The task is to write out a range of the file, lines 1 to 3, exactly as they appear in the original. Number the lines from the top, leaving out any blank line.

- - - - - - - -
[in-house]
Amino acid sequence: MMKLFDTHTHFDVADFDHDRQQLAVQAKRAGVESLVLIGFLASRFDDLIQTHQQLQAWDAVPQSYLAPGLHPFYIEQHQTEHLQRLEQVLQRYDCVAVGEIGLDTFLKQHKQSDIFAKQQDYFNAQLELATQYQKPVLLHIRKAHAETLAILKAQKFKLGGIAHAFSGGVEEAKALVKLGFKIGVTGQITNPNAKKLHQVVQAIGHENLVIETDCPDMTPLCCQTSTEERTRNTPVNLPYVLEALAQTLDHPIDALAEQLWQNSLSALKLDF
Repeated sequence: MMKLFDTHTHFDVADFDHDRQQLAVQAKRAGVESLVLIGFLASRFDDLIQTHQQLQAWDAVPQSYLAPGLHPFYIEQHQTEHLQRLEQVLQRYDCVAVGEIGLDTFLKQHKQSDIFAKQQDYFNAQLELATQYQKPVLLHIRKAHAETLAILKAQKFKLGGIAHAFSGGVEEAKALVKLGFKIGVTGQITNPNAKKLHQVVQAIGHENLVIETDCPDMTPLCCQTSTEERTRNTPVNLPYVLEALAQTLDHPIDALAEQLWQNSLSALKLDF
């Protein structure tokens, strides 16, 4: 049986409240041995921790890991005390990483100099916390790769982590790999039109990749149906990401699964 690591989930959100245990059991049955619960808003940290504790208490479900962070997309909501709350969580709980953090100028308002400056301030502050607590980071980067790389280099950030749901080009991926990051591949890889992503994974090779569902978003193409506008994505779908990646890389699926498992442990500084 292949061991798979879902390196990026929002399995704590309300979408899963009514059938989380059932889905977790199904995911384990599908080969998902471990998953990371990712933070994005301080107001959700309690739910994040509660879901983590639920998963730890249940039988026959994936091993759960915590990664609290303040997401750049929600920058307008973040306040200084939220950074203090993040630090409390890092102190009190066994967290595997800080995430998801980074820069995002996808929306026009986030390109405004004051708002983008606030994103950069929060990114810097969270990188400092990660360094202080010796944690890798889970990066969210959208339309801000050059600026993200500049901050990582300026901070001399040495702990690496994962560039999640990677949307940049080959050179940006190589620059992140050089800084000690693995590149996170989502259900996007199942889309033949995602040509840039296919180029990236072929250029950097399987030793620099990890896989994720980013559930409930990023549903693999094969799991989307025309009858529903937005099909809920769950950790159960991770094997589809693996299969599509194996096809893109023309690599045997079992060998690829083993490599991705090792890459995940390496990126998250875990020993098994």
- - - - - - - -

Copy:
[in-house]
Amino acid sequence: MMKLFDTHTHFDVADFDHDRQQLAVQAKRAGVESLVLIGFLASRFDDLIQTHQQLQAWDAVPQSYLAPGLHPFYIEQHQTEHLQRLEQVLQRYDCVAVGEIGLDTFLKQHKQSDIFAKQQDYFNAQLELATQYQKPVLLHIRKAHAETLAILKAQKFKLGGIAHAFSGGVEEAKALVKLGFKIGVTGQITNPNAKKLHQVVQAIGHENLVIETDCPDMTPLCCQTSTEERTRNTPVNLPYVLEALAQTLDHPIDALAEQLWQNSLSALKLDF
Repeated sequence: MMKLFDTHTHFDVADFDHDRQQLAVQAKRAGVESLVLIGFLASRFDDLIQTHQQLQAWDAVPQSYLAPGLHPFYIEQHQTEHLQRLEQVLQRYDCVAVGEIGLDTFLKQHKQSDIFAKQQDYFNAQLELATQYQKPVLLHIRKAHAETLAILKAQKFKLGGIAHAFSGGVEEAKALVKLGFKIGVTGQITNPNAKKLHQVVQAIGHENLVIETDCPDMTPLCCQTSTEERTRNTPVNLPYVLEALAQTLDHPIDALAEQLWQNSLSALKLDF